difference. The quicker we do it, the better. My job as a humble


backbencher is to try and gently persuade Ed Miliband. Have you got


any chance of persuading him? have not rung me yet. But I hope


that over the next few months, we will have a gentle debate about


this. But you are closer to Chris Heaton-Harris and David Cameron on


this issue than you are too Ed Miliband. I have always been closer


to Chris on this issue. We both believe it is important that the


choice should be given to the British people. Let them decide.


Whatever the result, if it is a yes, we stay in. If it is a no, we come


out. Will you vote for the amendment? I will not vote for the


amendment, because it says we should have legislation for a referendum in


the future. But that is closer than Ed Miliband. I will not be voting


against the amendment, because we should have a discussion about this.


At the moment, my position is that we should abstain. Chris


Heaton-Harris, if there were a referendum tomorrow, which way would


you vote? There will not be one tomorrow, but if there were, I would


be campaigning to come out. But I believe we need to have a


renegotiation. There are lots of good reasons why we have a Eurozone


that is coming together in political union, 17 countries which will be


able to outvote the UK at the end of this year. That could have massive


implications for our access to the single market. We need legal


safeguards to stop that. You don't think the electorate trust David


Cameron's word? I do think they will trust him, and even more now with


this bill. Because they did not trust him enough beforehand. That is


why it is necessary to have this draft will? The county council


elections showed that enough people were happy with the prime


minister's view on this. And many of them were happy with what UKIP were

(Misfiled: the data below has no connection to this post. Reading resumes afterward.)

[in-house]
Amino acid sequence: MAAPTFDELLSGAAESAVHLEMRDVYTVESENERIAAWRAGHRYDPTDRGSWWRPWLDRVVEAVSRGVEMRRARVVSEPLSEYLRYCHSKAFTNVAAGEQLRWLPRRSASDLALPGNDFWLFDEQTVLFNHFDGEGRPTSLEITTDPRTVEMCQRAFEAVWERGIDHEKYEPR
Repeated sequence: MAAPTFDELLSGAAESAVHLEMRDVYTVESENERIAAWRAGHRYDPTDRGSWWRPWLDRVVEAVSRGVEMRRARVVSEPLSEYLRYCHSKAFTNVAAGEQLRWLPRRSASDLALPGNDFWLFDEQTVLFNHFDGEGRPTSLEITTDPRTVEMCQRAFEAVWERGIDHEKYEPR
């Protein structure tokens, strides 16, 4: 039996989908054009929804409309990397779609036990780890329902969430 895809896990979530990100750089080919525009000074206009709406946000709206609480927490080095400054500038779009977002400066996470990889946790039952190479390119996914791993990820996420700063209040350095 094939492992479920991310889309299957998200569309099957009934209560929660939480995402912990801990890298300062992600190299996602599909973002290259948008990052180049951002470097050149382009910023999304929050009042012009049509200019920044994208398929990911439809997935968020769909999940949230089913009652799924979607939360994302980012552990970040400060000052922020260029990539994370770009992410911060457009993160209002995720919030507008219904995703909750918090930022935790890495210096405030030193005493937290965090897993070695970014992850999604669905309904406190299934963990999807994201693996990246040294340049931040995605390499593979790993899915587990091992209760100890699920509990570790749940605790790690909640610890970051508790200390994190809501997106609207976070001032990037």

saying. That is why there are these shenanigans over Europe, because of


fear of UKIP. That is not true. The prime minister did not mention the


fact that there would be a bill in his speech earlier in the year.


did not come out yesterday. I believe this was prepared some time


ago, and it was ready to be published. They decided not to have


negotiations with the Liberal Democrats, even though it was


Liberal Democrat policy just a few years ago to have an in-out


referendum. I am thinking of the ordinary voter listening to this


conversation. What is a paving bill? Referendum in four years? All the


electorate here is blah blah blah, Tories Rowling. -- Rowling. If Keith


Vaz's suggest were to be taken up and we had a snap referendum now on


in or out, do you think the Tory Euro-sceptics would be satisfied?


They would immediately say no, they are trying to bounce us into a


referendum. People need to put this to the electorate. It does not need


to be a snap referendum and you do not need a long campaign. Michael


Gove has already said he would vote no. I would vote yes, because I


believe the best way to reform is from within the European Union.